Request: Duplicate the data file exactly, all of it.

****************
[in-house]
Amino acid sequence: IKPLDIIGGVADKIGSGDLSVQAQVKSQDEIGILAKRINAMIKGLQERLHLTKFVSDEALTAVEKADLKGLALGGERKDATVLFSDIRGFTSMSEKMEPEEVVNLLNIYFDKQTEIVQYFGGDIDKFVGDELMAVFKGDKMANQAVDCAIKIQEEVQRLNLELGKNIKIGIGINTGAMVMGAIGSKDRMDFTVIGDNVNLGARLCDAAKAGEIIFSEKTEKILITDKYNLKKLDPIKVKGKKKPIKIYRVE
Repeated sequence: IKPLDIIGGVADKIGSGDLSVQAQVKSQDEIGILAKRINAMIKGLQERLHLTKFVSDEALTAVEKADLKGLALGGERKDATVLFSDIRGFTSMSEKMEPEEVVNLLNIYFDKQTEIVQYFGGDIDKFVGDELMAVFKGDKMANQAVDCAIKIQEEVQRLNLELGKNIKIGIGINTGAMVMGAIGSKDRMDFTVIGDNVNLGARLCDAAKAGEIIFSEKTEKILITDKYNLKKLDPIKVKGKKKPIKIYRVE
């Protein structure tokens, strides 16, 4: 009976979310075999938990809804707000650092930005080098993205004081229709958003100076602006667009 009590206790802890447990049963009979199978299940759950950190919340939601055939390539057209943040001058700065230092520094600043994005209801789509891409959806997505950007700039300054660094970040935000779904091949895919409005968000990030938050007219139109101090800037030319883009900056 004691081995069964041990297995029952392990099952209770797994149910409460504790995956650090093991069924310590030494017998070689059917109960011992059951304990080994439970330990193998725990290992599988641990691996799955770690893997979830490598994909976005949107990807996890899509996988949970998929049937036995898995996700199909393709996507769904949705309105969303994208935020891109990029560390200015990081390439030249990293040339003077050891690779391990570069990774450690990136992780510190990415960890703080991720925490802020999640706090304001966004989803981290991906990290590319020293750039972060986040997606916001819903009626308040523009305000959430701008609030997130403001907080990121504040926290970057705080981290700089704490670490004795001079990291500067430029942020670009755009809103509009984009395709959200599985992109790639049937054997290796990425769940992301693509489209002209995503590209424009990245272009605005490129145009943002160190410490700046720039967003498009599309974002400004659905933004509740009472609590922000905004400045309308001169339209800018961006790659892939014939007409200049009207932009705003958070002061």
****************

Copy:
[in-house]
Amino acid sequence: IKPLDIIGGVADKIGSGDLSVQAQVKSQDEIGILAKRINAMIKGLQERLHLTKFVSDEALTAVEKADLKGLALGGERKDATVLFSDIRGFTSMSEKMEPEEVVNLLNIYFDKQTEIVQYFGGDIDKFVGDELMAVFKGDKMANQAVDCAIKIQEEVQRLNLELGKNIKIGIGINTGAMVMGAIGSKDRMDFTVIGDNVNLGARLCDAAKAGEIIFSEKTEKILITDKYNLKKLDPIKVKGKKKPIKIYRVE
Repeated sequence: IKPLDIIGGVADKIGSGDLSVQAQVKSQDEIGILAKRINAMIKGLQERLHLTKFVSDEALTAVEKADLKGLALGGERKDATVLFSDIRGFTSMSEKMEPEEVVNLLNIYFDKQTEIVQYFGGDIDKFVGDELMAVFKGDKMANQAVDCAIKIQEEVQRLNLELGKNIKIGIGINTGAMVMGAIGSKDRMDFTVIGDNVNLGARLCDAAKAGEIIFSEKTEKILITDKYNLKKLDPIKVKGKKKPIKIYRVE
């Protein structure tokens, strides 16, 4: 009976979310075999938990809804707000650092930005080098993205004081229709958003100076602006667009 009590206790802890447990049963009979199978299940759950950190919340939601055939390539057209943040001058700065230092520094600043994005209801789509891409959806997505950007700039300054660094970040935000779904091949895919409005968000990030938050007219139109101090800037030319883009900056 004691081995069964041990297995029952392990099952209770797994149910409460504790995956650090093991069924310590030494017998070689059917109960011992059951304990080994439970330990193998725990290992599988641990691996799955770690893997979830490598994909976005949107990807996890899509996988949970998929049937036995898995996700199909393709996507769904949705309105969303994208935020891109990029560390200015990081390439030249990293040339003077050891690779391990570069990774450690990136992780510190990415960890703080991720925490802020999640706090304001966004989803981290991906990290590319020293750039972060986040997606916001819903009626308040523009305000959430701008609030997130403001907080990121504040926290970057705080981290700089704490670490004795001079990291500067430029942020670009755009809103509009984009395709959200599985992109790639049937054997290796990425769940992301693509489209002209995503590209424009990245272009605005490129145009943002160190410490700046720039967003498009599309974002400004659905933004509740009472609590922000905004400045309308001169339209800018961006790659892939014939007409200049009207932009705003958070002061």